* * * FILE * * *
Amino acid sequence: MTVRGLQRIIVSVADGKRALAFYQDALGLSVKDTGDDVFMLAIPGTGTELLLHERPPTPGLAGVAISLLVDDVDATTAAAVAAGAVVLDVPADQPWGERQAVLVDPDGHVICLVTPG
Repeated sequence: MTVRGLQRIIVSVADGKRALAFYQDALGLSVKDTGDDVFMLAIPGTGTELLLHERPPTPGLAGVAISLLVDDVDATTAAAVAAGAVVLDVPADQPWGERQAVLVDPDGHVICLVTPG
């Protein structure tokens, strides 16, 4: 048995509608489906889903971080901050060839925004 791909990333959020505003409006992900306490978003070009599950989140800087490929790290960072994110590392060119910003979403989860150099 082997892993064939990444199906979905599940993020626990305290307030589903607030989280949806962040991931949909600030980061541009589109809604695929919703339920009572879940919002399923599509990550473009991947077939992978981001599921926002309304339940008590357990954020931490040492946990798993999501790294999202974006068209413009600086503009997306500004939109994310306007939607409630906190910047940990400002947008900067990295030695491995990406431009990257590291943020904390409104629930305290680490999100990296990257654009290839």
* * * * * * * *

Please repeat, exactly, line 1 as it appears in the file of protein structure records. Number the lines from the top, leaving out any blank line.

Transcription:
Amino acid sequence: MTVRGLQRIIVSVADGKRALAFYQDALGLSVKDTGDDVFMLAIPGTGTELLLHERPPTPGLAGVAISLLVDDVDATTAAAVAAGAVVLDVPADQPWGERQAVLVDPDGHVICLVTPG